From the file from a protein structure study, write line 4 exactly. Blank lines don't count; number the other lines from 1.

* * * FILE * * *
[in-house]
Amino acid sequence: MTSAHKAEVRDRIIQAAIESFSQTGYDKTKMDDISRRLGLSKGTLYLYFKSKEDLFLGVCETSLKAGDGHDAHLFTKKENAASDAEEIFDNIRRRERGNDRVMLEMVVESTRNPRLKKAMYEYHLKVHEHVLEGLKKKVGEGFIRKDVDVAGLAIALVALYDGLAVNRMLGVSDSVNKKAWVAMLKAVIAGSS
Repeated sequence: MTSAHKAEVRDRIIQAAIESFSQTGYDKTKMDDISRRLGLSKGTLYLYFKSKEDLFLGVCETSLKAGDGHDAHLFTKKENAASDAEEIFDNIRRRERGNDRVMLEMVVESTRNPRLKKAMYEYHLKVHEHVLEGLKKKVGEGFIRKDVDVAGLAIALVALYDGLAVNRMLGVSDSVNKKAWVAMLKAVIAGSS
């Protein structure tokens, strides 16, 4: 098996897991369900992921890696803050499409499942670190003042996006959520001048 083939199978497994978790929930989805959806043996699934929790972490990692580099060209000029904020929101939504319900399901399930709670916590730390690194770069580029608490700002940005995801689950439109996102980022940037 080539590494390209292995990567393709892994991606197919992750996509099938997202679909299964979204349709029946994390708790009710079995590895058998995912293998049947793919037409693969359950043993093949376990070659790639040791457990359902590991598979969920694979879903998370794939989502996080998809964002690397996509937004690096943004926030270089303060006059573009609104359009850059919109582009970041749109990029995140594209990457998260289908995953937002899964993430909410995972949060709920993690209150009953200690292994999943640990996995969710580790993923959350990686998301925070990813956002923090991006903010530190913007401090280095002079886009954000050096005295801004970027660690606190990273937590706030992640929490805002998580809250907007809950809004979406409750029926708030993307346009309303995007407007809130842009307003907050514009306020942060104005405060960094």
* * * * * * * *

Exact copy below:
């Protein structure tokens, strides 16, 4: 098996897991369900992921890696803050499409499942670190003042996006959520001048 083939199978497994978790929930989805959806043996699934929790972490990692580099060209000029904020929101939504319900399901399930709670916590730390690194770069580029608490700002940005995801689950439109996102980022940037 080539590494390209292995990567393709892994991606197919992750996509099938997202679909299964979204349709029946994390708790009710079995590895058998995912293998049947793919037409693969359950043993093949376990070659790639040791457990359902590991598979969920694979879903998370794939989502996080998809964002690397996509937004690096943004926030270089303060006059573009609104359009850059919109582009970041749109990029995140594209990457998260289908995953937002899964993430909410995972949060709920993690209150009953200690292994999943640990996995969710580790993923959350990686998301925070990813956002923090991006903010530190913007401090280095002079886009954000050096005295801004970027660690606190990273937590706030992640929490805002998580809250907007809950809004979406409750029926708030993307346009309303995007407007809130842009307003907050514009306020942060104005405060960094």